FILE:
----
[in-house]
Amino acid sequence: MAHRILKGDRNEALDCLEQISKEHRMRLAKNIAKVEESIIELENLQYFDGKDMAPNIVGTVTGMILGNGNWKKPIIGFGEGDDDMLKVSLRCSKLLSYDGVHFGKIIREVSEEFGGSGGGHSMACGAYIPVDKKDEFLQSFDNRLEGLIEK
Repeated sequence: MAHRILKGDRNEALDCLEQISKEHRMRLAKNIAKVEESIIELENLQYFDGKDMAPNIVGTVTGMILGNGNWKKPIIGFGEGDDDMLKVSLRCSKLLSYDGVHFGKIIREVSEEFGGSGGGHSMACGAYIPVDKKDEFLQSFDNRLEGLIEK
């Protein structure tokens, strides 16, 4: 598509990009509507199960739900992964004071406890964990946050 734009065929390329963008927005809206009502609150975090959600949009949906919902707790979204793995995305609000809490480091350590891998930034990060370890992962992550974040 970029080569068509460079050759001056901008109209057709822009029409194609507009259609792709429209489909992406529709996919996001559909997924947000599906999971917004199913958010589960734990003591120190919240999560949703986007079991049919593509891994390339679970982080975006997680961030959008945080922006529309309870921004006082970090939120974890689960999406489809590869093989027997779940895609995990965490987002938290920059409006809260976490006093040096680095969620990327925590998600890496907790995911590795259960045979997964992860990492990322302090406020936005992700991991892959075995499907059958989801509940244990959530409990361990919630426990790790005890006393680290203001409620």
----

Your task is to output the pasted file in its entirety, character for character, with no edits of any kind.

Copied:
[in-house]
Amino acid sequence: MAHRILKGDRNEALDCLEQISKEHRMRLAKNIAKVEESIIELENLQYFDGKDMAPNIVGTVTGMILGNGNWKKPIIGFGEGDDDMLKVSLRCSKLLSYDGVHFGKIIREVSEEFGGSGGGHSMACGAYIPVDKKDEFLQSFDNRLEGLIEK
Repeated sequence: MAHRILKGDRNEALDCLEQISKEHRMRLAKNIAKVEESIIELENLQYFDGKDMAPNIVGTVTGMILGNGNWKKPIIGFGEGDDDMLKVSLRCSKLLSYDGVHFGKIIREVSEEFGGSGGGHSMACGAYIPVDKKDEFLQSFDNRLEGLIEK
């Protein structure tokens, strides 16, 4: 598509990009509507199960739900992964004071406890964990946050 734009065929390329963008927005809206009502609150975090959600949009949906919902707790979204793995995305609000809490480091350590891998930034990060370890992962992550974040 970029080569068509460079050759001056901008109209057709822009029409194609507009259609792709429209489909992406529709996919996001559909997924947000599906999971917004199913958010589960734990003591120190919240999560949703986007079991049919593509891994390339679970982080975006997680961030959008945080922006529309309870921004006082970090939120974890689960999406489809590869093989027997779940895609995990965490987002938290920059409006809260976490006093040096680095969620990327925590998600890496907790995911590795259960045979997964992860990492990322302090406020936005992700991991892959075995499907059958989801509940244990959530409990361990919630426990790790005890006393680290203001409620």